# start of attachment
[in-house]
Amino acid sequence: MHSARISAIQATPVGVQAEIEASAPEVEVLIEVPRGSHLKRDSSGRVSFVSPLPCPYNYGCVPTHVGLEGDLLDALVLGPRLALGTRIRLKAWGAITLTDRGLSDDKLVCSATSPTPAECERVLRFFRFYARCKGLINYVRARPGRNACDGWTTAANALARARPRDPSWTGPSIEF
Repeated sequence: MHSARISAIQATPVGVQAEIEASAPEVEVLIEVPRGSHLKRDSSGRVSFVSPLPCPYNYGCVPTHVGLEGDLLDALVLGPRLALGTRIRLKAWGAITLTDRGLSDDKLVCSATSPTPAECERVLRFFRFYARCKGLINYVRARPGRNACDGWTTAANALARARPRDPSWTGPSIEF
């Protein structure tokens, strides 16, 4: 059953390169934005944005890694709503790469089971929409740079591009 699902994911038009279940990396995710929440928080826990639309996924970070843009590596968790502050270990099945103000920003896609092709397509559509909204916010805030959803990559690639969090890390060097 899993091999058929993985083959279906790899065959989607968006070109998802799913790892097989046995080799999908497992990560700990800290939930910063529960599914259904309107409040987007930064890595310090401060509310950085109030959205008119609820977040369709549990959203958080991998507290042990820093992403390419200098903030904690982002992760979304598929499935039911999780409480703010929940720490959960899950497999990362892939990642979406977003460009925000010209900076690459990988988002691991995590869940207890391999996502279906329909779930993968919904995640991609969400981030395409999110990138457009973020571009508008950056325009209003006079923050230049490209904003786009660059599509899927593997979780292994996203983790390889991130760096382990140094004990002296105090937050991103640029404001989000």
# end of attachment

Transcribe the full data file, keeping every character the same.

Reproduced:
[in-house]
Amino acid sequence: MHSARISAIQATPVGVQAEIEASAPEVEVLIEVPRGSHLKRDSSGRVSFVSPLPCPYNYGCVPTHVGLEGDLLDALVLGPRLALGTRIRLKAWGAITLTDRGLSDDKLVCSATSPTPAECERVLRFFRFYARCKGLINYVRARPGRNACDGWTTAANALARARPRDPSWTGPSIEF
Repeated sequence: MHSARISAIQATPVGVQAEIEASAPEVEVLIEVPRGSHLKRDSSGRVSFVSPLPCPYNYGCVPTHVGLEGDLLDALVLGPRLALGTRIRLKAWGAITLTDRGLSDDKLVCSATSPTPAECERVLRFFRFYARCKGLINYVRARPGRNACDGWTTAANALARARPRDPSWTGPSIEF
């Protein structure tokens, strides 16, 4: 059953390169934005944005890694709503790469089971929409740079591009 699902994911038009279940990396995710929440928080826990639309996924970070843009590596968790502050270990099945103000920003896609092709397509559509909204916010805030959803990559690639969090890390060097 899993091999058929993985083959279906790899065959989607968006070109998802799913790892097989046995080799999908497992990560700990800290939930910063529960599914259904309107409040987007930064890595310090401060509310950085109030959205008119609820977040369709549990959203958080991998507290042990820093992403390419200098903030904690982002992760979304598929499935039911999780409480703010929940720490959960899950497999990362892939990642979406977003460009925000010209900076690459990988988002691991995590869940207890391999996502279906329909779930993968919904995640991609969400981030395409999110990138457009973020571009508008950056325009209003006079923050230049490209904003786009660059599509899927593997979780292994996203983790390889991130760096382990140094004990002296105090937050991103640029404001989000």